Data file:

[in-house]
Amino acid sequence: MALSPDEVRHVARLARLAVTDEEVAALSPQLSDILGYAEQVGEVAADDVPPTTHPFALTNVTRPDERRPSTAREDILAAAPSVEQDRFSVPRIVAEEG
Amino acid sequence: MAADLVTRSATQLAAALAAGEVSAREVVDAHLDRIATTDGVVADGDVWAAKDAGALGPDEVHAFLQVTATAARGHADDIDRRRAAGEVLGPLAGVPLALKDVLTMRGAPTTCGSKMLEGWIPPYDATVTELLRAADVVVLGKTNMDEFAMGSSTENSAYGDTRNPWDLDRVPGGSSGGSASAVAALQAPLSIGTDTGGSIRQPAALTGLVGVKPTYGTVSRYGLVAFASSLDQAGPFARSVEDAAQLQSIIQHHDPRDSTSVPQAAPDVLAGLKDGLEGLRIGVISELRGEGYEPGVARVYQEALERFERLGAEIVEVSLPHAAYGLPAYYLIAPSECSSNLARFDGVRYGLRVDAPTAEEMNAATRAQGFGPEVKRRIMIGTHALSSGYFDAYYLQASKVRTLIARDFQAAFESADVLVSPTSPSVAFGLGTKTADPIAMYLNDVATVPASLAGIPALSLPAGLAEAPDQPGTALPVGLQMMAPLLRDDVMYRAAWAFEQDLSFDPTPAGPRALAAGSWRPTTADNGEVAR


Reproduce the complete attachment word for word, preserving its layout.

[in-house]
Amino acid sequence: MALSPDEVRHVARLARLAVTDEEVAALSPQLSDILGYAEQVGEVAADDVPPTTHPFALTNVTRPDERRPSTAREDILAAAPSVEQDRFSVPRIVAEEG
Amino acid sequence: MAADLVTRSATQLAAALAAGEVSAREVVDAHLDRIATTDGVVADGDVWAAKDAGALGPDEVHAFLQVTATAARGHADDIDRRRAAGEVLGPLAGVPLALKDVLTMRGAPTTCGSKMLEGWIPPYDATVTELLRAADVVVLGKTNMDEFAMGSSTENSAYGDTRNPWDLDRVPGGSSGGSASAVAALQAPLSIGTDTGGSIRQPAALTGLVGVKPTYGTVSRYGLVAFASSLDQAGPFARSVEDAAQLQSIIQHHDPRDSTSVPQAAPDVLAGLKDGLEGLRIGVISELRGEGYEPGVARVYQEALERFERLGAEIVEVSLPHAAYGLPAYYLIAPSECSSNLARFDGVRYGLRVDAPTAEEMNAATRAQGFGPEVKRRIMIGTHALSSGYFDAYYLQASKVRTLIARDFQAAFESADVLVSPTSPSVAFGLGTKTADPIAMYLNDVATVPASLAGIPALSLPAGLAEAPDQPGTALPVGLQMMAPLLRDDVMYRAAWAFEQDLSFDPTPAGPRALAAGSWRPTTADNGEVAR